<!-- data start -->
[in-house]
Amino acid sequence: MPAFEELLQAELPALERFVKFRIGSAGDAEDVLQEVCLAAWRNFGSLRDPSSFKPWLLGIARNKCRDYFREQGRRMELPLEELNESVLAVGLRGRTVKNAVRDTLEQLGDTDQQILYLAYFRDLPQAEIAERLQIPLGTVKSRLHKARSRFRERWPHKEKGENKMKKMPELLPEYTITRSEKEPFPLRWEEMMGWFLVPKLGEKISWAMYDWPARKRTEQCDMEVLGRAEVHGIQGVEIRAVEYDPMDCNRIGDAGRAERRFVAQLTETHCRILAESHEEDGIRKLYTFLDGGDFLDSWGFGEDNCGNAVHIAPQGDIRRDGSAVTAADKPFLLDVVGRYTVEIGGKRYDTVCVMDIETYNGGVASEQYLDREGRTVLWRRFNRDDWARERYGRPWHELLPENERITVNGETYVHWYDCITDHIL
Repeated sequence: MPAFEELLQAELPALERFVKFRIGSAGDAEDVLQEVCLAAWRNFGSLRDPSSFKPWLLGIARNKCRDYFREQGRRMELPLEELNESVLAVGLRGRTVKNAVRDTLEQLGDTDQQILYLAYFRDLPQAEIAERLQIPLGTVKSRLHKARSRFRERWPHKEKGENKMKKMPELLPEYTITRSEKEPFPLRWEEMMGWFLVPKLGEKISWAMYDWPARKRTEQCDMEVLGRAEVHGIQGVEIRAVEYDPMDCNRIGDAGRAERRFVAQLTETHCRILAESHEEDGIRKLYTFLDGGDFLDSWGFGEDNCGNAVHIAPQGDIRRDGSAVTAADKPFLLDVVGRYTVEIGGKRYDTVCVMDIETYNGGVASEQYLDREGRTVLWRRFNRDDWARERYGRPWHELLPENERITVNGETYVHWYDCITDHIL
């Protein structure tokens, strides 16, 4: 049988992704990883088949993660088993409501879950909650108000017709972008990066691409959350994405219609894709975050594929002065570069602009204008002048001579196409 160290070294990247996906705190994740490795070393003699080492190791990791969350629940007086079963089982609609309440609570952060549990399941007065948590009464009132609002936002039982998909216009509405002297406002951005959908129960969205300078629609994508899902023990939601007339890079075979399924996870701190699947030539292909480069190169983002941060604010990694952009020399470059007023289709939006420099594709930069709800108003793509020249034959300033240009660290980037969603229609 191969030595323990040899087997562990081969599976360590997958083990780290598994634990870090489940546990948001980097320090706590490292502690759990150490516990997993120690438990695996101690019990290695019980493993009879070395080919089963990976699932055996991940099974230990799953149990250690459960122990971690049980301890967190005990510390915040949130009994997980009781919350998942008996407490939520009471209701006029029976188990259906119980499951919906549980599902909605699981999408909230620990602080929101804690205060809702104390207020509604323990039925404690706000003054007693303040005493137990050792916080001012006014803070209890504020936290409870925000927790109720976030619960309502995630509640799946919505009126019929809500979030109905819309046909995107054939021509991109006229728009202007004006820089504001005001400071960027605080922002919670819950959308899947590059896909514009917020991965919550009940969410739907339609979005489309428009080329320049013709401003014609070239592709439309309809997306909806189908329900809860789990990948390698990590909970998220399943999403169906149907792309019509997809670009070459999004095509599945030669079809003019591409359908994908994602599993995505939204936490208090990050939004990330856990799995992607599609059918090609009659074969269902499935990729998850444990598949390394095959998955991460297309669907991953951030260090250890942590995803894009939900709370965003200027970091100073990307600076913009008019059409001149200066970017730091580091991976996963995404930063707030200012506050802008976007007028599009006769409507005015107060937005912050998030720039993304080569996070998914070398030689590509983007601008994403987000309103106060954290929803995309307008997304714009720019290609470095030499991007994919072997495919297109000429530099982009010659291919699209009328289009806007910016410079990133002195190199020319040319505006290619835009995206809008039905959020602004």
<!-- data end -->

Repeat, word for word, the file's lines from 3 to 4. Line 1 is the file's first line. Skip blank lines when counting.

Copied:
Repeated sequence: MPAFEELLQAELPALERFVKFRIGSAGDAEDVLQEVCLAAWRNFGSLRDPSSFKPWLLGIARNKCRDYFREQGRRMELPLEELNESVLAVGLRGRTVKNAVRDTLEQLGDTDQQILYLAYFRDLPQAEIAERLQIPLGTVKSRLHKARSRFRERWPHKEKGENKMKKMPELLPEYTITRSEKEPFPLRWEEMMGWFLVPKLGEKISWAMYDWPARKRTEQCDMEVLGRAEVHGIQGVEIRAVEYDPMDCNRIGDAGRAERRFVAQLTETHCRILAESHEEDGIRKLYTFLDGGDFLDSWGFGEDNCGNAVHIAPQGDIRRDGSAVTAADKPFLLDVVGRYTVEIGGKRYDTVCVMDIETYNGGVASEQYLDREGRTVLWRRFNRDDWARERYGRPWHELLPENERITVNGETYVHWYDCITDHIL
């Protein structure tokens, strides 16, 4: 049988992704990883088949993660088993409501879950909650108000017709972008990066691409959350994405219609894709975050594929002065570069602009204008002048001579196409 160290070294990247996906705190994740490795070393003699080492190791990791969350629940007086079963089982609609309440609570952060549990399941007065948590009464009132609002936002039982998909216009509405002297406002951005959908129960969205300078629609994508899902023990939601007339890079075979399924996870701190699947030539292909480069190169983002941060604010990694952009020399470059007023289709939006420099594709930069709800108003793509020249034959300033240009660290980037969603229609 191969030595323990040899087997562990081969599976360590997958083990780290598994634990870090489940546990948001980097320090706590490292502690759990150490516990997993120690438990695996101690019990290695019980493993009879070395080919089963990976699932055996991940099974230990799953149990250690459960122990971690049980301890967190005990510390915040949130009994997980009781919350998942008996407490939520009471209701006029029976188990259906119980499951919906549980599902909605699981999408909230620990602080929101804690205060809702104390207020509604323990039925404690706000003054007693303040005493137990050792916080001012006014803070209890504020936290409870925000927790109720976030619960309502995630509640799946919505009126019929809500979030109905819309046909995107054939021509991109006229728009202007004006820089504001005001400071960027605080922002919670819950959308899947590059896909514009917020991965919550009940969410739907339609979005489309428009080329320049013709401003014609070239592709439309309809997306909806189908329900809860789990990948390698990590909970998220399943999403169906149907792309019509997809670009070459999004095509599945030669079809003019591409359908994908994602599993995505939204936490208090990050939004990330856990799995992607599609059918090609009659074969269902499935990729998850444990598949390394095959998955991460297309669907991953951030260090250890942590995803894009939900709370965003200027970091100073990307600076913009008019059409001149200066970017730091580091991976996963995404930063707030200012506050802008976007007028599009006769409507005015107060937005912050998030720039993304080569996070998914070398030689590509983007601008994403987000309103106060954290929803995309307008997304714009720019290609470095030499991007994919072997495919297109000429530099982009010659291919699209009328289009806007910016410079990133002195190199020319040319505006290619835009995206809008039905959020602004």